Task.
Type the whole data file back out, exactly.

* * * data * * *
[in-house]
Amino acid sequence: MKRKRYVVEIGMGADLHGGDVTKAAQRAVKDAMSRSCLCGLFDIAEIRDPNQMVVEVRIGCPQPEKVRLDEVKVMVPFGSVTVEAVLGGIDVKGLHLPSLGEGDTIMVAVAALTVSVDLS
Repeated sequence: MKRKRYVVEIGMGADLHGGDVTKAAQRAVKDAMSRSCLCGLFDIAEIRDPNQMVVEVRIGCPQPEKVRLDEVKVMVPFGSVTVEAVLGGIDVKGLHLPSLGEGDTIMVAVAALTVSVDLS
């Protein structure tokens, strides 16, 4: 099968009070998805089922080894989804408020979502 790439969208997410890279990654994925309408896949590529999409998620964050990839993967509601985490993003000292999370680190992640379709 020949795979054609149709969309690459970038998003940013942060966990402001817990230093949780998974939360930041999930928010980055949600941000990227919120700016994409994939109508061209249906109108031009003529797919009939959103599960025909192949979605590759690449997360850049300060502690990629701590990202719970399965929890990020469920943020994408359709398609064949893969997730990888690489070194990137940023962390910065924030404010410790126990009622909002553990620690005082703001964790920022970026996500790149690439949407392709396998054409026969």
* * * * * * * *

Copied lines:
[in-house]
Amino acid sequence: MKRKRYVVEIGMGADLHGGDVTKAAQRAVKDAMSRSCLCGLFDIAEIRDPNQMVVEVRIGCPQPEKVRLDEVKVMVPFGSVTVEAVLGGIDVKGLHLPSLGEGDTIMVAVAALTVSVDLS
Repeated sequence: MKRKRYVVEIGMGADLHGGDVTKAAQRAVKDAMSRSCLCGLFDIAEIRDPNQMVVEVRIGCPQPEKVRLDEVKVMVPFGSVTVEAVLGGIDVKGLHLPSLGEGDTIMVAVAALTVSVDLS
């Protein structure tokens, strides 16, 4: 099968009070998805089922080894989804408020979502 790439969208997410890279990654994925309408896949590529999409998620964050990839993967509601985490993003000292999370680190992640379709 020949795979054609149709969309690459970038998003940013942060966990402001817990230093949780998974939360930041999930928010980055949600941000990227919120700016994409994939109508061209249906109108031009003529797919009939959103599960025909192949979605590759690449997360850049300060502690990629701590990202719970399965929890990020469920943020994408359709398609064949893969997730990888690489070194990137940023962390910065924030404010410790126990009622909002553990620690005082703001964790920022970026996500790149690439949407392709396998054409026969």